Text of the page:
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**Spoilers ahead**

If you don’t already know the general plot of the show You, I would highly recommend searching it up and then watching the show — it’s definitely a lot better watched than researched on Wikipedia. 

I’m not usually a fan of Netflix original shows, but the concept of You interested me from the moment the first trailer came out. 

I really enjoyed the first and second seasons of the show and had pretty high hopes for the third season. This was mainly because of how the second season was so different from the first and yet made so much sense as the progression of the show and the main character, Joe’s, life.

Throughout all three seasons, I think the show is really engaging — especially in the last couple of episodes where things get CRAZY (in the best way possible). This was especially true for the second season in part due to the actions of characters like Love and her brother, Forty.

So even before starting season three, I was expecting something crazy, and the show definitely did not disappoint. 

The first episode started off as expected, based on what the trailer previewed. But the show did not hesitate to escalate the plot. There were many times where I had to pause the show and take a moment to digest the fact that my understanding of the characters was not at all who they actually were. 

In the first two seasons, the viewer only heard Joe’s thoughts, but this time we get to go inside Love’s mind in a couple of episodes, in addition to Joe’s — which helps us clearly realize that everyone is a little messed up in the head, especially our main characters. The interesting part about her thoughts is that I could not empathize with her at all. With Joe, I can understand where he’s coming from, and while I disagree with his reasoning (in almost all cases), his rationalization makes you want to trust and believe him.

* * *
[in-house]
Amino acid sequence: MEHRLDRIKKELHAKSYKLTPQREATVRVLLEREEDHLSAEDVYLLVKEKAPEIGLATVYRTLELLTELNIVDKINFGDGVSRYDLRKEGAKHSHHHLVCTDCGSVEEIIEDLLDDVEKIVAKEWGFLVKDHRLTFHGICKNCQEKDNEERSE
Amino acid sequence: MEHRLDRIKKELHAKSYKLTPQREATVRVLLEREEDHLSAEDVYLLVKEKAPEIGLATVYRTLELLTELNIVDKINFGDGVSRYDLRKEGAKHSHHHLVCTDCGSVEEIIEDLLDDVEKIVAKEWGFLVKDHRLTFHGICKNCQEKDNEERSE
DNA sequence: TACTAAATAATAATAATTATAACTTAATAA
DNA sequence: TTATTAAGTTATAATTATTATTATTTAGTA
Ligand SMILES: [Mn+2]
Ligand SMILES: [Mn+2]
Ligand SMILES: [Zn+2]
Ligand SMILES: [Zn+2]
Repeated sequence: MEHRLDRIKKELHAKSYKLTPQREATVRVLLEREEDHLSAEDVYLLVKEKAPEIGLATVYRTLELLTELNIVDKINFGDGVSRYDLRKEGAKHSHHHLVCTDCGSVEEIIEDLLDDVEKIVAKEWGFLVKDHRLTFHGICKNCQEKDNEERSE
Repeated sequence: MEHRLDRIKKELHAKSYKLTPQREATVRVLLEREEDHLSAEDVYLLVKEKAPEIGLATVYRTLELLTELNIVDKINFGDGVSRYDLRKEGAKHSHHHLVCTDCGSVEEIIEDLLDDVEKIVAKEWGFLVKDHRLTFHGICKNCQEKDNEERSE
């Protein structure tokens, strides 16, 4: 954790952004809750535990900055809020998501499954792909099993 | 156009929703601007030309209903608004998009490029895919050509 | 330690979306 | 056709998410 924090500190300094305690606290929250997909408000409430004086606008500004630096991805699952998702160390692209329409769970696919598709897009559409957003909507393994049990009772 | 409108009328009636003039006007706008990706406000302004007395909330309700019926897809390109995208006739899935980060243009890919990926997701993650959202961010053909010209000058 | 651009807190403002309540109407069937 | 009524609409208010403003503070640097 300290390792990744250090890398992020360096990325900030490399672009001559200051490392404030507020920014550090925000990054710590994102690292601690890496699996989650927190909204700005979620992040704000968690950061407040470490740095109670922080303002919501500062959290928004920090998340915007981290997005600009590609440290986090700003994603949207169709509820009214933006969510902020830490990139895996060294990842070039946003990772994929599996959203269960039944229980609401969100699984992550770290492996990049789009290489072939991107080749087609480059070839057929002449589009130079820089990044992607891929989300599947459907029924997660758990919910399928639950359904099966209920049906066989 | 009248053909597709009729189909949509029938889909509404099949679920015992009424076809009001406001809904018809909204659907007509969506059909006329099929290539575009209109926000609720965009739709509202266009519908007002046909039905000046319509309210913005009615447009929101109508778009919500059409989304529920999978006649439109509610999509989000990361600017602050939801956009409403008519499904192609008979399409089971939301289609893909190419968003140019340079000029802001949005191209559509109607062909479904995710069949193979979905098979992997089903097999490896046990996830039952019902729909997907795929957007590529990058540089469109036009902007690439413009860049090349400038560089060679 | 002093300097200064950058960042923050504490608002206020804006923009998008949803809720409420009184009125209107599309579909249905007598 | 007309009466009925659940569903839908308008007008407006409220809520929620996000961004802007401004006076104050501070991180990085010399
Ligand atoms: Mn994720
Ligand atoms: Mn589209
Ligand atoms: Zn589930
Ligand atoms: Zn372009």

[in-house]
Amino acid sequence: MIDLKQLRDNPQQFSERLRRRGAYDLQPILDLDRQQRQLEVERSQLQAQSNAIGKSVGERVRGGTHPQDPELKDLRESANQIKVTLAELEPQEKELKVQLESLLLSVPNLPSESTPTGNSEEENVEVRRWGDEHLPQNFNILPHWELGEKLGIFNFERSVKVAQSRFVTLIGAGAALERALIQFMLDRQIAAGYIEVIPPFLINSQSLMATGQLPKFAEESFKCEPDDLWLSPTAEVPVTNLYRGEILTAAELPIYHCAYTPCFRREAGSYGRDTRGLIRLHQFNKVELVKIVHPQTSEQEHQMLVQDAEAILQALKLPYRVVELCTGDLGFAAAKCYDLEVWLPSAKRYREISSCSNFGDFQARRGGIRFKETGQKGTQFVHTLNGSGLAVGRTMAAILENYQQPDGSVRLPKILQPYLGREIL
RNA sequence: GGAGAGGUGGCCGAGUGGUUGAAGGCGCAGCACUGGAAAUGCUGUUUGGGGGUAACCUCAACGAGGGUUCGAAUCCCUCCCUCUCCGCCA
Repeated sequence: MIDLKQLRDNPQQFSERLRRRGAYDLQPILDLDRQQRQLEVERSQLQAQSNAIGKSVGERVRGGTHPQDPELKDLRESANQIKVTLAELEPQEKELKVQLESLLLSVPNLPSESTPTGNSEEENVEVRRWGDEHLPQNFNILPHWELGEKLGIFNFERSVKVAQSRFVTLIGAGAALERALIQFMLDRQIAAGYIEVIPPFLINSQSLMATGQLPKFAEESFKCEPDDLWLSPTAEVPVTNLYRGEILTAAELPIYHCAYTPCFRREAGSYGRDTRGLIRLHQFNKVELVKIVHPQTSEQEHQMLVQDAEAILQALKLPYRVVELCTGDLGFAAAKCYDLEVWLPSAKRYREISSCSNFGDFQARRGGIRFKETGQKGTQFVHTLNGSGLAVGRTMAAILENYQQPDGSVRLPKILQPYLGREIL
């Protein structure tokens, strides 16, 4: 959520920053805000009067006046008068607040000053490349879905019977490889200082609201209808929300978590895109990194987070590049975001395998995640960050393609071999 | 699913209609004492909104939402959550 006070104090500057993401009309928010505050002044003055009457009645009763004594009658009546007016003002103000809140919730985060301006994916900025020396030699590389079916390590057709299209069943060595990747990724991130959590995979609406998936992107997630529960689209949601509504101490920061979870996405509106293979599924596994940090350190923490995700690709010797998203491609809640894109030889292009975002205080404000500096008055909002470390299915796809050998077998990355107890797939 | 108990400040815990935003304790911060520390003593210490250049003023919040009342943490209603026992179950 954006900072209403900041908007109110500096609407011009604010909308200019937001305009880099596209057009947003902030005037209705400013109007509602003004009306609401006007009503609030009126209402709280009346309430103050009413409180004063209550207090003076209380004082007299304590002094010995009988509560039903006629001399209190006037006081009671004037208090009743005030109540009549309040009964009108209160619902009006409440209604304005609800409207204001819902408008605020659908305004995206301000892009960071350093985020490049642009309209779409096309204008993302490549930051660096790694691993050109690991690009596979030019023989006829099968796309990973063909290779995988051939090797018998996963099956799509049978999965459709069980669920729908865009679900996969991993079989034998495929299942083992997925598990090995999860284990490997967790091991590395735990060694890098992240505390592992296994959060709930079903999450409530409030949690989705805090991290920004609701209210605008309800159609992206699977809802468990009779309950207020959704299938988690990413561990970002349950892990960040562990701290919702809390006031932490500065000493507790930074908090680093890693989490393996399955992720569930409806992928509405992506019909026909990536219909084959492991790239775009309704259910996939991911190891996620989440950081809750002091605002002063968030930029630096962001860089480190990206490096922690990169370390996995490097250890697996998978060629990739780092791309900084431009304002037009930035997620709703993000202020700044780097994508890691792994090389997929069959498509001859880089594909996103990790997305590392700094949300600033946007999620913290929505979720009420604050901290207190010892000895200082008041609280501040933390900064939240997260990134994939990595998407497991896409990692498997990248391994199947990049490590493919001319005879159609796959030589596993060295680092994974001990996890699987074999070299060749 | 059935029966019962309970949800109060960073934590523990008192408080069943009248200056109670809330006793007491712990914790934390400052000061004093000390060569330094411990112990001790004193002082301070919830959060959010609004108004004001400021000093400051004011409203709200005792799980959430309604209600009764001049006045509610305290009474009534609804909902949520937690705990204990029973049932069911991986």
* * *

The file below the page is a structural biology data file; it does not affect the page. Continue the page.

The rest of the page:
One of my favorite and funnier parts of the show (that’s not really a spoiler or even affect the plot) was Joe’s issue with the gender of their child: Henry (aka Forty according to Love’s mom — who’s just crazy in this season and thinks her daughter’s child is the reincarnation of her son). Their kid is a boy, and for some reason, this really irks Joe. He brings up the fact that Henry should’ve been a girl, and things would have been better — that he (Joe) would have been better for both Love and Henry. Whenever the couple argue, Joe always brings up the fact that everything would be different if they had a girl, and when asked why he thought that, he says he doesn’t even know why it matters. The contradiction of the insignificance of the issue in the grand scheme of things and how much it seems to matter to Joe is why I think it’s so funny. 

I think going deeper into different parts of the show, the characters, and the episodes would ruin the surprise I felt in nearly every episode. So what I will say is that you should watch it, especially if you enjoy thrillers. Also, the characters are absolutely hilarious because of how insane they are (you’ll know what I’m talking about when you watch the episode “Swing and a Miss”). 

Anyways. TLDR — this season was a lot more interesting than what I was expecting, and if you haven’t already, watch the show on Netflix! 

Mahati Shastry

Columbia Barnard '24

Mahati is a sophomore at Barnard who is excited to experience the wonder that is NYC. She loves reading, writing, and spending time outdoors. Even though she is just entering the Barnard family, she already feels like she’s at home. Currently, she is undecided but is very interested in political science and human rights. :)
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